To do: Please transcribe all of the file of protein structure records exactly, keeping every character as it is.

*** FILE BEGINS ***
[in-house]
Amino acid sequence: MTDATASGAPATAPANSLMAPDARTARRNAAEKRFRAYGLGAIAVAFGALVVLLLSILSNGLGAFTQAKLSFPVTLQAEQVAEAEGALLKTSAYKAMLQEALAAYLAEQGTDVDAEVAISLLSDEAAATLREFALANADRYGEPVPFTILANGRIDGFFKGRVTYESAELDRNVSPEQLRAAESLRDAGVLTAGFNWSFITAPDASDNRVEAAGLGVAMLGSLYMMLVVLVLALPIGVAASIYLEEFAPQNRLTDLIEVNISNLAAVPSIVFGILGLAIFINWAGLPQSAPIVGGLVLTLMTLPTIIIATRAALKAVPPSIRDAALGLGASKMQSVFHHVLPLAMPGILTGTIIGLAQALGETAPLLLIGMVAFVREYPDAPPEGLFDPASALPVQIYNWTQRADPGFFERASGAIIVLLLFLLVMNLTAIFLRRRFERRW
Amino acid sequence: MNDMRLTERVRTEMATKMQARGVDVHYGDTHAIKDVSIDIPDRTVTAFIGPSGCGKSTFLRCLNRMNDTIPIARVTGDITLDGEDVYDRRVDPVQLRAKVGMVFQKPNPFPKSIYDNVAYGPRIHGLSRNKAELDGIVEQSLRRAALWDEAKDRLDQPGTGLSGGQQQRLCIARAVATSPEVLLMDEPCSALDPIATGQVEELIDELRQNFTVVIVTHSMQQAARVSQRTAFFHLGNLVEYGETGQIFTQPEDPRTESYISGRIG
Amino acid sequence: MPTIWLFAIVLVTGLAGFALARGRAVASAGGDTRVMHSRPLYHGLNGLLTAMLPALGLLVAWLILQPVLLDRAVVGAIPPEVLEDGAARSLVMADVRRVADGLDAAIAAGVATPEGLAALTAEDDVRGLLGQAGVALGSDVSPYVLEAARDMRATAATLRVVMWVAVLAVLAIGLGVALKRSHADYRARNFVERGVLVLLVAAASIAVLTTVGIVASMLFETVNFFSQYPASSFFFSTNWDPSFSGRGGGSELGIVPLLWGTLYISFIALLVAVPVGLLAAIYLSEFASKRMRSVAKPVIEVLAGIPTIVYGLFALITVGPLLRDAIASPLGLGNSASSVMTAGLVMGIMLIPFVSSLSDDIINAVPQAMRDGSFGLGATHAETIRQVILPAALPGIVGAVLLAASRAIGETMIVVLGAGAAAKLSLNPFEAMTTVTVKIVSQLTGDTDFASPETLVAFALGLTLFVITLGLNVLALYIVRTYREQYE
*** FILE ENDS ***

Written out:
[in-house]
Amino acid sequence: MTDATASGAPATAPANSLMAPDARTARRNAAEKRFRAYGLGAIAVAFGALVVLLLSILSNGLGAFTQAKLSFPVTLQAEQVAEAEGALLKTSAYKAMLQEALAAYLAEQGTDVDAEVAISLLSDEAAATLREFALANADRYGEPVPFTILANGRIDGFFKGRVTYESAELDRNVSPEQLRAAESLRDAGVLTAGFNWSFITAPDASDNRVEAAGLGVAMLGSLYMMLVVLVLALPIGVAASIYLEEFAPQNRLTDLIEVNISNLAAVPSIVFGILGLAIFINWAGLPQSAPIVGGLVLTLMTLPTIIIATRAALKAVPPSIRDAALGLGASKMQSVFHHVLPLAMPGILTGTIIGLAQALGETAPLLLIGMVAFVREYPDAPPEGLFDPASALPVQIYNWTQRADPGFFERASGAIIVLLLFLLVMNLTAIFLRRRFERRW
Amino acid sequence: MNDMRLTERVRTEMATKMQARGVDVHYGDTHAIKDVSIDIPDRTVTAFIGPSGCGKSTFLRCLNRMNDTIPIARVTGDITLDGEDVYDRRVDPVQLRAKVGMVFQKPNPFPKSIYDNVAYGPRIHGLSRNKAELDGIVEQSLRRAALWDEAKDRLDQPGTGLSGGQQQRLCIARAVATSPEVLLMDEPCSALDPIATGQVEELIDELRQNFTVVIVTHSMQQAARVSQRTAFFHLGNLVEYGETGQIFTQPEDPRTESYISGRIG
Amino acid sequence: MPTIWLFAIVLVTGLAGFALARGRAVASAGGDTRVMHSRPLYHGLNGLLTAMLPALGLLVAWLILQPVLLDRAVVGAIPPEVLEDGAARSLVMADVRRVADGLDAAIAAGVATPEGLAALTAEDDVRGLLGQAGVALGSDVSPYVLEAARDMRATAATLRVVMWVAVLAVLAIGLGVALKRSHADYRARNFVERGVLVLLVAAASIAVLTTVGIVASMLFETVNFFSQYPASSFFFSTNWDPSFSGRGGGSELGIVPLLWGTLYISFIALLVAVPVGLLAAIYLSEFASKRMRSVAKPVIEVLAGIPTIVYGLFALITVGPLLRDAIASPLGLGNSASSVMTAGLVMGIMLIPFVSSLSDDIINAVPQAMRDGSFGLGATHAETIRQVILPAALPGIVGAVLLAASRAIGETMIVVLGAGAAAKLSLNPFEAMTTVTVKIVSQLTGDTDFASPETLVAFALGLTLFVITLGLNVLALYIVRTYREQYE